IPLOS-registrering mellom statlige styringsidealer og lokale realiteter, hvordan varierer praksis i kartlegging av omsorgsbehov? Kvalitativ intervjuundersøkelse med IPLOS-kontakter i ni kommuner i Vest-Agder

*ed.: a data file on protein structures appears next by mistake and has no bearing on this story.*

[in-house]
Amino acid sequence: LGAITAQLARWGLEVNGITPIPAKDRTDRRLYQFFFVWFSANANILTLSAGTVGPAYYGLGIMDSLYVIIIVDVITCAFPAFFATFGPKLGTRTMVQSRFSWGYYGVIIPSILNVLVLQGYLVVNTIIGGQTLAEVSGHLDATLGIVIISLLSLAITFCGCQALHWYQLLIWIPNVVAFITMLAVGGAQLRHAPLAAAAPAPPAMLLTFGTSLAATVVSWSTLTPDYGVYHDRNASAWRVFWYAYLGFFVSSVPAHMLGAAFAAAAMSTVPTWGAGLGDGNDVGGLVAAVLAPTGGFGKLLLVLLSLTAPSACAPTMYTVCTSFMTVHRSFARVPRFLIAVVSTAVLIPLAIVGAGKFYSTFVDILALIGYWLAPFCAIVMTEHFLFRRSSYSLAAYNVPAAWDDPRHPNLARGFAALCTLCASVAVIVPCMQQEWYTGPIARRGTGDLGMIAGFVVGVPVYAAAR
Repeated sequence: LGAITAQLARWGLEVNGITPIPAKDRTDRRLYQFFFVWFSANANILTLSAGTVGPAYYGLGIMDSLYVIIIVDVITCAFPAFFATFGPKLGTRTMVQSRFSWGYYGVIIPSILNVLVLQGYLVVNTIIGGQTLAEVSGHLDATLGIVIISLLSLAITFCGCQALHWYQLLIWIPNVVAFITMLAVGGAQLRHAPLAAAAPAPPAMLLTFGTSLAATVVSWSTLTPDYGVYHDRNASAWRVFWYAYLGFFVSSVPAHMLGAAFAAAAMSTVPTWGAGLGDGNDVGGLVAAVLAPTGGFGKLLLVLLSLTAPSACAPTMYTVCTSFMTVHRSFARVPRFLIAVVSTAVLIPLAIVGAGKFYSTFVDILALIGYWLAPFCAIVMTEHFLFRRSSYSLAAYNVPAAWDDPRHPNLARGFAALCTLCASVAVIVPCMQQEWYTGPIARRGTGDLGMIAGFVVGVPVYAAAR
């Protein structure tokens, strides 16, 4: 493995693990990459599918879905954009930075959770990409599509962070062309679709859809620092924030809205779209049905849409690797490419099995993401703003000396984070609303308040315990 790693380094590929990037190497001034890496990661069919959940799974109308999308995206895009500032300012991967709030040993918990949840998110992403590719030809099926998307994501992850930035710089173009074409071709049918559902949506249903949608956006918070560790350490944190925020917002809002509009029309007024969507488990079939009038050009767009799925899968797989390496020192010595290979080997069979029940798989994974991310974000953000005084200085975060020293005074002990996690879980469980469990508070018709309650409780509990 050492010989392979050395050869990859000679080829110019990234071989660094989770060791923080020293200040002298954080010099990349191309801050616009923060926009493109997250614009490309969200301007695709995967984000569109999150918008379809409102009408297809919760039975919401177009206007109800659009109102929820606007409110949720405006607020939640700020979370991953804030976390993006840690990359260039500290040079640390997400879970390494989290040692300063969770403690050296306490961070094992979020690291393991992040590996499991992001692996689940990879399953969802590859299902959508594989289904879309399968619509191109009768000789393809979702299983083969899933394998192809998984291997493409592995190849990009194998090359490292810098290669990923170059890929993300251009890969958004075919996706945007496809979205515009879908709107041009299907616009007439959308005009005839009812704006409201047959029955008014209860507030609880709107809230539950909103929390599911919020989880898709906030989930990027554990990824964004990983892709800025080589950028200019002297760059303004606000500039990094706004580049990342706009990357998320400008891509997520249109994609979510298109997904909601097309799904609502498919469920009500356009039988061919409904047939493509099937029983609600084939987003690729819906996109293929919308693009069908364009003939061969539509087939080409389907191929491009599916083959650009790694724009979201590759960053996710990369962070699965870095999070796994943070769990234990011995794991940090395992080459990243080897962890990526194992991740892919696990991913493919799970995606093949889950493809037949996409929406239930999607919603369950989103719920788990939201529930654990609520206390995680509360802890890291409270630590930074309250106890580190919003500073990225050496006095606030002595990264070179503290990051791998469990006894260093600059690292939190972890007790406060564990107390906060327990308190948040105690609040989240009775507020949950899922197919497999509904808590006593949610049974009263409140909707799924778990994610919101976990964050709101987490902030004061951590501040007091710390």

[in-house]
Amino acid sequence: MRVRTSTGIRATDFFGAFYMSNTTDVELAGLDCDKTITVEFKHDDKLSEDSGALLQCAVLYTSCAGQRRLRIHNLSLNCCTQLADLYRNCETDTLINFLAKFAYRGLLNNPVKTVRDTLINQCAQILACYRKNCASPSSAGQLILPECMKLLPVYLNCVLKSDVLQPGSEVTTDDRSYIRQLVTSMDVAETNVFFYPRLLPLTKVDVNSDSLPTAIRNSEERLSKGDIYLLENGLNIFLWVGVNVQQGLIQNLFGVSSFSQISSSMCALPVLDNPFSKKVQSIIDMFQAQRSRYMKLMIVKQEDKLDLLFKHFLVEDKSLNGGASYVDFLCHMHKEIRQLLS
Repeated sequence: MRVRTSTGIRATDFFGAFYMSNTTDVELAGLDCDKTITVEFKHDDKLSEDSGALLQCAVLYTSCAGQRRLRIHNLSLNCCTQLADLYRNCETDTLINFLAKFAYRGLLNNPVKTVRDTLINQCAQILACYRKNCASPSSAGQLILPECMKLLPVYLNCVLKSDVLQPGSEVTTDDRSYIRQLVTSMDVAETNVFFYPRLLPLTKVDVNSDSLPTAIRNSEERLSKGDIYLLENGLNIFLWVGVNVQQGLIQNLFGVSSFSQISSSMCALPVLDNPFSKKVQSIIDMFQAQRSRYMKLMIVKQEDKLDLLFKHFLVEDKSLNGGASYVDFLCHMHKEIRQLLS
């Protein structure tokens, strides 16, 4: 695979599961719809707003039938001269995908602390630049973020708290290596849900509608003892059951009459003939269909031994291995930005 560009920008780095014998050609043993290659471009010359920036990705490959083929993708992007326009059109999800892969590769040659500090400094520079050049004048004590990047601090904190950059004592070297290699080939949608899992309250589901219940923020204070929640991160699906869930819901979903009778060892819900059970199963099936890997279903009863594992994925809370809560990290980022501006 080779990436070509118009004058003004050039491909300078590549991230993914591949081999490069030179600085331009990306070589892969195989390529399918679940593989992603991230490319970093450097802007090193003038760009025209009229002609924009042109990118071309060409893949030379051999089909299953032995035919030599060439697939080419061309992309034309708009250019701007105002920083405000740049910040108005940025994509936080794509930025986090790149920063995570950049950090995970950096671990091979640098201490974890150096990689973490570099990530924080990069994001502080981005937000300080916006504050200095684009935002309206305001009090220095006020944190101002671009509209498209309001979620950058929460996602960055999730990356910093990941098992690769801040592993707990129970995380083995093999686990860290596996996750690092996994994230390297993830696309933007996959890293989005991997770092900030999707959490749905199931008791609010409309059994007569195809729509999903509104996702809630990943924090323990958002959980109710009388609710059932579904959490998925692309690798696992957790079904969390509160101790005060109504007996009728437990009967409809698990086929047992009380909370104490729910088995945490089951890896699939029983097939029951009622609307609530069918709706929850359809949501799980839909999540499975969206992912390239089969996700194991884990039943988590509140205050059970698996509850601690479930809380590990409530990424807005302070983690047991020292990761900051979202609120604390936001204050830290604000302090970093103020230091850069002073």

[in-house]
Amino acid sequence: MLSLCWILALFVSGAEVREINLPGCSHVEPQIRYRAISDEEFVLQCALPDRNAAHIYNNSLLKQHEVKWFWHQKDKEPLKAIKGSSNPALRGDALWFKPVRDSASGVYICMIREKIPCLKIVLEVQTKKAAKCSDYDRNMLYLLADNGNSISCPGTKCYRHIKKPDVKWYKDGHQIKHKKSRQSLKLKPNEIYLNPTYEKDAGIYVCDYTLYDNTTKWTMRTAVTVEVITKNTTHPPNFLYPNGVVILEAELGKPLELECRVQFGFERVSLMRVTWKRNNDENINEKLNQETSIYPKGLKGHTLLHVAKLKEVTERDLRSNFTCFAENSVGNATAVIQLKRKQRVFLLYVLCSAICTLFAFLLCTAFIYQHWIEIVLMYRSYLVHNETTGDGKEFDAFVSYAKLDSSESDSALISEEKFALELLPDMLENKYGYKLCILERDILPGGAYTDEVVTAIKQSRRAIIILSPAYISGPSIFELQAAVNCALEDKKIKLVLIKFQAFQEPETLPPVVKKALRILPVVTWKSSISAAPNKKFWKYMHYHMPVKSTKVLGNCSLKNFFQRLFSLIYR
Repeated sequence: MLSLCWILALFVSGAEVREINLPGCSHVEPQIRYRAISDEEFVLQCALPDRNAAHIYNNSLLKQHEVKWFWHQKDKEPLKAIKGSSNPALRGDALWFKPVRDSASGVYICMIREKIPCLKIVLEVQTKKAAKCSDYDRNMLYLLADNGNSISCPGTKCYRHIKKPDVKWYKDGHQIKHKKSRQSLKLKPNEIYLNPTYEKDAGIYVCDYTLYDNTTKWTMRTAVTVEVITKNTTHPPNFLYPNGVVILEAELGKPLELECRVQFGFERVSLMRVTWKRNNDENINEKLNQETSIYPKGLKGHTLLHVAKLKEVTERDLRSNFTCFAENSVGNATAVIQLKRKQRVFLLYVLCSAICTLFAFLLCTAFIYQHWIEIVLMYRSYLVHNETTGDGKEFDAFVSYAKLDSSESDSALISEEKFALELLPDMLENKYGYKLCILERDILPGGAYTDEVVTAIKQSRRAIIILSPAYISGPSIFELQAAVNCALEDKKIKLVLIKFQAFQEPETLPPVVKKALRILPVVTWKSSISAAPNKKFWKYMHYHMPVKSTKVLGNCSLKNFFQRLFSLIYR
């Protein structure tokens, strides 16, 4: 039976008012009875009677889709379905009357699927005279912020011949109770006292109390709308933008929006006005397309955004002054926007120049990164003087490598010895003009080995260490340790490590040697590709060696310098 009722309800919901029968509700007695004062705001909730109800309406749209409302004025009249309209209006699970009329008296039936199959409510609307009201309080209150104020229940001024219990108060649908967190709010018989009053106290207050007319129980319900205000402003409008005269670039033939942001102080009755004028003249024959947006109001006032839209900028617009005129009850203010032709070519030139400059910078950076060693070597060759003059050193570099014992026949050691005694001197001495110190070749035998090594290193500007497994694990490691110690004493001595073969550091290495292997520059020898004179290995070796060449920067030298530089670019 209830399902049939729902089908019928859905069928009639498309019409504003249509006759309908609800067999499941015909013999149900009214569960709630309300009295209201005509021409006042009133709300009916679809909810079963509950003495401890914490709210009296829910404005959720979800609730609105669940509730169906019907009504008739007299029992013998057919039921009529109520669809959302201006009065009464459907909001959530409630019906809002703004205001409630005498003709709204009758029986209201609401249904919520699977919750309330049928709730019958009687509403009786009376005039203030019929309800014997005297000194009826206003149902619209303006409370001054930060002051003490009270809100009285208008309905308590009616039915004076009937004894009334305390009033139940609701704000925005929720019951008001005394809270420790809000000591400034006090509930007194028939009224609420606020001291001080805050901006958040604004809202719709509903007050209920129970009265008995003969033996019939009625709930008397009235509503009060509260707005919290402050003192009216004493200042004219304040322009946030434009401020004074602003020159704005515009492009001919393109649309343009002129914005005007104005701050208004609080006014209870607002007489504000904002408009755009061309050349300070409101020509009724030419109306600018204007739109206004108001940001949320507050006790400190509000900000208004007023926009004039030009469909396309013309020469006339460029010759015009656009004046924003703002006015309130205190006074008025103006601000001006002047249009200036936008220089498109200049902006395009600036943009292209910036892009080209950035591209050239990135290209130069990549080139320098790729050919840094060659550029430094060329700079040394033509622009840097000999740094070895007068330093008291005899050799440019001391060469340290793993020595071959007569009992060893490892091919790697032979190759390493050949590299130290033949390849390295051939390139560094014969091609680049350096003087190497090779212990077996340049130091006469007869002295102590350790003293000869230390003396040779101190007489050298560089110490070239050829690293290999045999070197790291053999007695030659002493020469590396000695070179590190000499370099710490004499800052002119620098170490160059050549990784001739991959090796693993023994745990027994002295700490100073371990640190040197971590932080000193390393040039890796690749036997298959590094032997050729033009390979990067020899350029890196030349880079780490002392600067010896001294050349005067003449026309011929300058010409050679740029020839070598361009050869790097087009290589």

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Background: IPLOS (individual-based care and care statistics) are part of health personnel documentation required for care and services to users who seek or receive local care services. National Target by introducing IPLOS regulations in 2006, was similar registration in all municipalities. Purpose:The ambition of the study was to do research on how the IPLOS contacts experience the health personnel’s track of the need for care in IPLOS. By attaining their perception of the paralells and variations in the survey, I hope to achive a better insight in how the standardized surveys and measurements catch up on the knowledge of need of care. Material: A qualitative method is the design chosen as the approach of the problem, which is accomplished as individual interwiews in nine communities in three regions in the county of Vest-Agder. Results:The respondents are categorized into two main groups: consultant and leader. A manager said IPLOS should have been mandatory in elementary education in health sciences, so students know what is required of documentation skills when they come out in public practice. Everyone should have knowledge of IPLOS regardless of whether they work in the state or municipality, not least due the interaction reform coming in 2012. They felt that the tool failed to provide a comprehensive picture of the resource needs of the individual user. Shared by all informants was a view of the tool to a small extent captures rapid demand changes that are so extensive that they will affect the scoring in IPLOS. All informants were consistent in that there is no idyllisering in mapping IPLOS. Managers and consultants believed health professionals struggling to assess the necessary medical care because they wanted to provide more help and care than mapping and resolution allow up to. Several of the informants connected understanding of the scores in IPLOS to professional based path dependency, that in virtue of their education allow different perspectives as the basis for evaluation of user's care needs. One informant used the word "generation" of change in path dependency related to the graduates health workers did not score easily because they were not familiar with the use of data. Leader involvement administrative level in the community was largely absent. The exception was the municipalities that had been made for systematic training in the use of IPLOS as part of project investment in ICT (information and communication technology) in the care sector. Conclusion: Health care has taken hold of the task and according to the respondents in the survey were much better at scoring in IPLOS, but the scores are not equal. Both managers and consultants whose role as IPLOS contact, calls for management support and prioritization of time to interdisciplinary reflection on scoring and training in the use of ICT for local benefit of the tool for management and leadership.